Urinary Tract Infections in Children – Part II: Analyze & Treat

Last updated on August 30th, 2015 at 07:10 pm

In my last post I discussed the importance of urinary tract infections, how they might present in children of various ages, and testing to verify the presence of these infections. This post will pick up with further diagnostic measures and treatment.

UTI's can be difficult to diagnose with babiesOnce an appropriate sample of urine is obtained, it will then be analyzed in two different ways. A chemical analysis and microscopic exam is done to see whether those elements that might suggest urinary tract infection are present; white cells, protein, blood, etc. The second thing that is done with the urine is to take a culture specimen of the urine and attempt to grow bacteria out of it. This is the true litmus test for urinary infections, as chemical analysis might suggest infection but if there is no bacteria in the urine no true infection is present. The culture can take up to 3 days for a result and therefore in a child who has typical symptoms, the use of an antibiotic may be decided temporarily on the urinalysis alone until the results of the culture are available. A simple bladder infection, which is much more common than a kidney infection can be easily treated with a short course of antibiotics, during which time the symptoms usually resolve completely. Kidney infections, if severe, may take a lot longer and may require intravenous antibiotics.

If a child gets a significant number of infections over a relatively short period of time, or an individual infection appears to be very severe, or a significant infection occurs in an infant or very young child, then it is necessary to explore the problem much deeper in terms of further testing the child. This can be done in one or more ways to be determined by your doctor and the radiology department;

One method is a simple non invasive sonogram wherein a sound waves “picture” is taken of the entire urinary tract. Another method is called a VCUG, voiding cysto-urethrogram in which a small catheter is placed into the bladder through the urethra (the exit from the bladder to the outside), a small amount of dye is placed in the bladder in order to outline the anatomy of the lower urinary tract( bladder and ureters -tubes that go from the kidney to the bladder). A functional picture of the lower tract can be obtained by radiologocally “watching” during and after urinating. Two further tests can be done to more clearly evaluate the anatomy and function of the kidneys. Both involve the injection into the blood stream of a substance that will be taken up by the kidney, delineating structure and function.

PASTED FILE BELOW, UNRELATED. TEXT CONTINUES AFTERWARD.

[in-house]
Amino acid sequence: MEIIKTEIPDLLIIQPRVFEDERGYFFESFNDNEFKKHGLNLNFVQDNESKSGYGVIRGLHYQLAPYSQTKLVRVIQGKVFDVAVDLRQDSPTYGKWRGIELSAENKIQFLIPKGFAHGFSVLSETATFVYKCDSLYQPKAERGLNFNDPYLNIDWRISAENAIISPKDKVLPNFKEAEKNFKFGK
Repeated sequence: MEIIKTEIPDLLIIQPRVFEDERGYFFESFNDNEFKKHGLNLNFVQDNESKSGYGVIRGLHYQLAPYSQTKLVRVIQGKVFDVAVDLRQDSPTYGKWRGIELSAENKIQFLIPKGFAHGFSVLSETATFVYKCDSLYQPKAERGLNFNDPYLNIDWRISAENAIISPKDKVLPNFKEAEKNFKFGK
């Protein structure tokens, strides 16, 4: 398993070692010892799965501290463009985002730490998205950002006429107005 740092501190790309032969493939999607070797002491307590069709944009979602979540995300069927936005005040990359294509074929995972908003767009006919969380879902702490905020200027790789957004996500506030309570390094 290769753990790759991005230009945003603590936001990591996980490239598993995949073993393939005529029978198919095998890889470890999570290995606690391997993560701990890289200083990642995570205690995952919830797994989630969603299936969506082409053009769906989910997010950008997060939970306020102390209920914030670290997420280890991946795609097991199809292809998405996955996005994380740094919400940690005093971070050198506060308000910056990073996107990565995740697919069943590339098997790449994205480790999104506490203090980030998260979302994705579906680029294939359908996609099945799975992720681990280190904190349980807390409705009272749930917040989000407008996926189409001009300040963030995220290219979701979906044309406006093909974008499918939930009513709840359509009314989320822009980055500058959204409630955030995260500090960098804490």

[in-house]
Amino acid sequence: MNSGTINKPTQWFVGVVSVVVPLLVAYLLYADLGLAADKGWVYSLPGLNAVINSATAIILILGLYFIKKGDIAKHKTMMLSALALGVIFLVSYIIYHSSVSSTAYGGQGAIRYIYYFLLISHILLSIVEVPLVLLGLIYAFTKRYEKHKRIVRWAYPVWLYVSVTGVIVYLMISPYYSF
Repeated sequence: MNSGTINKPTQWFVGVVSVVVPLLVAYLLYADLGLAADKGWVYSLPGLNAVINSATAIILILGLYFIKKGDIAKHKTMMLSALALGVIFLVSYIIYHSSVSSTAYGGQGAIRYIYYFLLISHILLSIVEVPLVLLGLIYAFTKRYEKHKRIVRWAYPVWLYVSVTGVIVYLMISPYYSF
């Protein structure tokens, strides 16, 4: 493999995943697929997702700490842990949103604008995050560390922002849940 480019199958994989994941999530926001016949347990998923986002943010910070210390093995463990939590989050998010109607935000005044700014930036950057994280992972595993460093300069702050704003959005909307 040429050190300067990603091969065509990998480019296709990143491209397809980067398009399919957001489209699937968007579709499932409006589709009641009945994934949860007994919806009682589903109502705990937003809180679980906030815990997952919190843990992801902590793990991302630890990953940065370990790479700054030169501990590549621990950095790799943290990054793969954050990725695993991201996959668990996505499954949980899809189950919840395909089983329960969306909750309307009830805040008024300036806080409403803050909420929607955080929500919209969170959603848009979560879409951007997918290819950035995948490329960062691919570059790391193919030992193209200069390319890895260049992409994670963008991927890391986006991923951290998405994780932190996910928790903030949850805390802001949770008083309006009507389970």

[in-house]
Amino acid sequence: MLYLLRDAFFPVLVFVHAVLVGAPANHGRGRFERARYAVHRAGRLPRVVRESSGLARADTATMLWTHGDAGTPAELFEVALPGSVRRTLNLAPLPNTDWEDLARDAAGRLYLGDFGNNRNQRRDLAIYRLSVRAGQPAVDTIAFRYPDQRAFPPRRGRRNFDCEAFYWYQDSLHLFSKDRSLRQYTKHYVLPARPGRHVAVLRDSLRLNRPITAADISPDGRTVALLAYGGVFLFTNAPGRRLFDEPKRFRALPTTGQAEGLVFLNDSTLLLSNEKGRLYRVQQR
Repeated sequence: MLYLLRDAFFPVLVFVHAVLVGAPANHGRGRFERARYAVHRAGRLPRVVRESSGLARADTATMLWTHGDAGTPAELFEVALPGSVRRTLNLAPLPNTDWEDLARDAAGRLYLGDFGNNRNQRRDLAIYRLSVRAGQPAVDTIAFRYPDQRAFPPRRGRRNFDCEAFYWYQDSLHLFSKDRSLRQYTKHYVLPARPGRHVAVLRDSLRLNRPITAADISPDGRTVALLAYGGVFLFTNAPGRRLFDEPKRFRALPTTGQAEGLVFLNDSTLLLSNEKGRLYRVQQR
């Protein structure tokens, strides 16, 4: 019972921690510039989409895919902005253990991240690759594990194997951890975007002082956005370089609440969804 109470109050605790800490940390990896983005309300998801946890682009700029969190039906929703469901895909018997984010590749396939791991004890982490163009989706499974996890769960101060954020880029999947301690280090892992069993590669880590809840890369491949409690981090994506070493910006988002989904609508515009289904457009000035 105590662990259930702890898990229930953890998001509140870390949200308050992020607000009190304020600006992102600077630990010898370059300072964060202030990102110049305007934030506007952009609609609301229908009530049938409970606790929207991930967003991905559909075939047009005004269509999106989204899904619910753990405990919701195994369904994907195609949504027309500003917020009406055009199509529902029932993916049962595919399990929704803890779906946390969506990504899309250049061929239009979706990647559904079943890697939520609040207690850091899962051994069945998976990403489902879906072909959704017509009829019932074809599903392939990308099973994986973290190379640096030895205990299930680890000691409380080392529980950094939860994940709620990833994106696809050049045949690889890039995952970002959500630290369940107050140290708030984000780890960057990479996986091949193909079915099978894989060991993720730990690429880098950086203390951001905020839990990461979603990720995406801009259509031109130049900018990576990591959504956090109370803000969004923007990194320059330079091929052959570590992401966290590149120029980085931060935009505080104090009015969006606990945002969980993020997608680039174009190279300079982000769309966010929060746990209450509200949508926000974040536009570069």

A history of repeated urinary tract infections is not an uncommon problem. If something has been found that can be surgically corrected to prevent further infections, this choice may be made. This situation is less common than finding nothing abnormal on the testing in a child who still gets repeated infections. Certainly this situation, as in anyone with repeated infections, will need to be monitored very carefully by your Doctor.

The bottom line in handling urinary infections is to prevent them from ascending up the urinary tract and potentially injuring the kidneys, for this will ultimately lead to a certain amount of loss of function of the kidneys; something better prevented than treated.

About the Author

Dr. Joseph Skoloff received his undergraduate degree from the University of Pennsylvania and his medical degree from The Jefferson Medical College in Philadelphia. He is a past Vice Chairman of the Department of Pediatrics, a past Chairman of the Infection Control Committee at the Loudoun Hospital Center and a Fellow of the American Academy of Pediatrics. In his 41 years as a practicing pediatrician he has kept hundreds of kids and families healthy and safe and plans to continue to do so for years to come. Dr. Joe believes strongly in the combined power of parent and physician working together for the health of their children. He is an advocate for children everywhere and and adheres strongly to the principles of the American Academy of Pediatrics.Dr Joe is a member of the PedSafe Expert team

Comments

One Response to “Urinary Tract Infections in Children – Part II: Analyze & Treat”

  1. This is something I’ll always keep a close eye on, I used to get them all the time as a kid!

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